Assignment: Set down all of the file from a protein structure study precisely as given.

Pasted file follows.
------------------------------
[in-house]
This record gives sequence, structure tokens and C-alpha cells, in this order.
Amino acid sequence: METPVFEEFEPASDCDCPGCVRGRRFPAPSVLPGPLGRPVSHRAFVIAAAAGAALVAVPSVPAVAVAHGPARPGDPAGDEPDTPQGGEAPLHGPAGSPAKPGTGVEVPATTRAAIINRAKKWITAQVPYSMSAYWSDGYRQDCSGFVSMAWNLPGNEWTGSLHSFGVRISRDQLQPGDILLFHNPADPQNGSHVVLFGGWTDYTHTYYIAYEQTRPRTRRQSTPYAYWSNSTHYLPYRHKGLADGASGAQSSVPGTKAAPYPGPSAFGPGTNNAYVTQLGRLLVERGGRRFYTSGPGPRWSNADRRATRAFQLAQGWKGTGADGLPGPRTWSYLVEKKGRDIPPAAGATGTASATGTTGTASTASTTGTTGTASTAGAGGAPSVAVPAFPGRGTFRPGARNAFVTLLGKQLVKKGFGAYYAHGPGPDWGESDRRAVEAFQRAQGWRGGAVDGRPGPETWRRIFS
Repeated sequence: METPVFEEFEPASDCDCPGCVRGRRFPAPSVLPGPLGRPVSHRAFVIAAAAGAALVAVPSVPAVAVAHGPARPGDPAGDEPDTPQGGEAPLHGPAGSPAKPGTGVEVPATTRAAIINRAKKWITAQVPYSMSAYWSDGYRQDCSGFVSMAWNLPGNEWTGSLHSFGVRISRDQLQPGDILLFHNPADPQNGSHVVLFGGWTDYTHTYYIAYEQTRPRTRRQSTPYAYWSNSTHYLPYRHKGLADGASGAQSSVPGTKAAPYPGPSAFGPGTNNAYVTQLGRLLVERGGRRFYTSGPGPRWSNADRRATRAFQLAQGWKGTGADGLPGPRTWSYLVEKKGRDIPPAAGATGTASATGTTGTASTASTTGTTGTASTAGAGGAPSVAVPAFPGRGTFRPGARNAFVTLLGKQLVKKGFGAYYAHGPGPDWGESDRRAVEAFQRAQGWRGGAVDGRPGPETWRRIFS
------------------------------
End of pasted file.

[in-house]
This record gives sequence, structure tokens and C-alpha cells, in this order.
Amino acid sequence: METPVFEEFEPASDCDCPGCVRGRRFPAPSVLPGPLGRPVSHRAFVIAAAAGAALVAVPSVPAVAVAHGPARPGDPAGDEPDTPQGGEAPLHGPAGSPAKPGTGVEVPATTRAAIINRAKKWITAQVPYSMSAYWSDGYRQDCSGFVSMAWNLPGNEWTGSLHSFGVRISRDQLQPGDILLFHNPADPQNGSHVVLFGGWTDYTHTYYIAYEQTRPRTRRQSTPYAYWSNSTHYLPYRHKGLADGASGAQSSVPGTKAAPYPGPSAFGPGTNNAYVTQLGRLLVERGGRRFYTSGPGPRWSNADRRATRAFQLAQGWKGTGADGLPGPRTWSYLVEKKGRDIPPAAGATGTASATGTTGTASTASTTGTTGTASTAGAGGAPSVAVPAFPGRGTFRPGARNAFVTLLGKQLVKKGFGAYYAHGPGPDWGESDRRAVEAFQRAQGWRGGAVDGRPGPETWRRIFS
Repeated sequence: METPVFEEFEPASDCDCPGCVRGRRFPAPSVLPGPLGRPVSHRAFVIAAAAGAALVAVPSVPAVAVAHGPARPGDPAGDEPDTPQGGEAPLHGPAGSPAKPGTGVEVPATTRAAIINRAKKWITAQVPYSMSAYWSDGYRQDCSGFVSMAWNLPGNEWTGSLHSFGVRISRDQLQPGDILLFHNPADPQNGSHVVLFGGWTDYTHTYYIAYEQTRPRTRRQSTPYAYWSNSTHYLPYRHKGLADGASGAQSSVPGTKAAPYPGPSAFGPGTNNAYVTQLGRLLVERGGRRFYTSGPGPRWSNADRRATRAFQLAQGWKGTGADGLPGPRTWSYLVEKKGRDIPPAAGATGTASATGTTGTASTASTTGTTGTASTAGAGGAPSVAVPAFPGRGTFRPGARNAFVTLLGKQLVKKGFGAYYAHGPGPDWGESDRRAVEAFQRAQGWRGGAVDGRPGPETWRRIFS